8 Greater Hazard If the employer can demonstrate that it is infeasible or creates a greater hazard to use the required fall protection systems, the employer must instead develop and implement a written site specific fall protection plan in accordance with 29 CFR (k). OSHA does not consider "economic infeasibility" to be a basis for failing to provide conventional fall protection. There is a presumption that it is feasible and will not create a greater hazard to implement at least one of the fall protection systems. OSHA expects that the fall protection methods listed in (b)(13) can be used without significant safety or feasibility problems for the vast majority of residential construction activities. 29 CFR (b)(13), Residential construction fall protection states “ There is a presumption that it is feasible and it will not create a greater hazard to implement fall protection systems, Accordingly, the employer has the burden of establishing that it is appropriate to implement a fall protection plan which meets the requirements of paragraph (k)” The Agency has never been convinced that there are significant safety or feasibility problems with the use of conventional fall protection equipment for the vast majority of residential construction activities. But, we also acknowledge that there may be isolated situations where it may be infeasible or create a greater hazard to use conventional fall protection in residential construction. We believe that 29 CFR (b)(13) provides sufficient flexibility to accommodate employers in those rare situations where they find it necessary to develop a site specific alternative fall protection plan .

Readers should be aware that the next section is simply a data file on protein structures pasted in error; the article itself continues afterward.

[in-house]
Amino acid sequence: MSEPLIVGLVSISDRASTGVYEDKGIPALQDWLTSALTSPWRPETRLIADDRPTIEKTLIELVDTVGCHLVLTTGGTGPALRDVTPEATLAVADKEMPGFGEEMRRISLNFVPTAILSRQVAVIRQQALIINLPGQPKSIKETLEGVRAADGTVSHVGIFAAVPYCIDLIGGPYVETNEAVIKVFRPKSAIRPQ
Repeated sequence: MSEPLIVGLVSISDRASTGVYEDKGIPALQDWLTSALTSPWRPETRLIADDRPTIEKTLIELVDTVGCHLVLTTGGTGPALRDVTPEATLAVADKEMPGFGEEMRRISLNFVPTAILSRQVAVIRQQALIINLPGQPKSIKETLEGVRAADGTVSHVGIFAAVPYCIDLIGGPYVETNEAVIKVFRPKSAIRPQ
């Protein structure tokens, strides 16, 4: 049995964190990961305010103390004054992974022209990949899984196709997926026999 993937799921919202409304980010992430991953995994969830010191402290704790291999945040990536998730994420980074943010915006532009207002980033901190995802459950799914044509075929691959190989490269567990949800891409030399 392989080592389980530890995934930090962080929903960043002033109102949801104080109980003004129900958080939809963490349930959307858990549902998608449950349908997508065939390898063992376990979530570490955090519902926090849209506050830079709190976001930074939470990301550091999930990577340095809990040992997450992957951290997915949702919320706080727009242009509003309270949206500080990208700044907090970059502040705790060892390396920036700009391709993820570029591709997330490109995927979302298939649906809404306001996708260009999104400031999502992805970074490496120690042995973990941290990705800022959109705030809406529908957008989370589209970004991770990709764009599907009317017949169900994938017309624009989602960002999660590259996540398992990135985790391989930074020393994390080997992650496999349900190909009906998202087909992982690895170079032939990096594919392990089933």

9 Definition of Residential Construction
In order to be classified as residential construction, two elements must be met: The end-use of the structure being built must be as a home, i.e., a dwelling; and The structure being built must be constructed using traditional wood frame construction materials and methods. The limited use of steel I-beams to help support wood framing does not disqualify a structure from being considered residential construction. The end- use of the structure being built must be as a home, i.e., a dwelling … and, The structure must be constructed using traditional wood frame construction materials and methods. The limited use of steel I-beams to help support wood framing does not disqualify a structure from being considered residential construction.

10 Deck Protection All open edges and holes must be protected
Guardrails or other forms of fall protection must be provided Protect the Hole Protect the Edge All edges and holes must be protected immediately after they’re created.

11 Guardrail Systems Here we see a 2nd AND 3RD floor perimeters completely protected by a guard rail system. Here we see a floor perimeter completely protected by a guardrail system. 11

12 Guardrails for Edges These guardrails were set in a way that the walls could be set without removing them.

13 Fall Hazard Stud walls with 24” OC studs for non-load bearing walls must have guardrails. Any opening over 19” wide must be guarded Stud walls on 16” centers are acceptable. Falling from roofs is not the only area where fatalities have occurred. Open sides like this must be protected.

14 Other Work Methods Here is the same system still in place through Mechanical, Electrical, Plumbing installation and dry wall. Priming and painting can be done before installing the permanent handrail and removal of the guardrail. Here is a guardrail system still in place that allows installation of dry wall and painting before installing the permanent handrail and removing the guardrail.

15 Fall Hazards Stairways must have railings before they can be used.
Floor holes must be protected immediately as decking is constructed around the hole. Not Good!!

16 Guardrail Systems

17 Guardrail Systems Brackets and boots are available for guardrail systems that can either be side mounted or deck mounted. Employers should look to the manufacturer’s instructions for proper installation. The ability to be either side mounted or deck mounted allows flexibility to employers when using the engineered guardrail systems we just observed. Either way, consult the manufacturer’s instructions or a registered professional engineer to ensure proper installation. .

18 Window Guard Rails Window openings less than 39” high must be guarded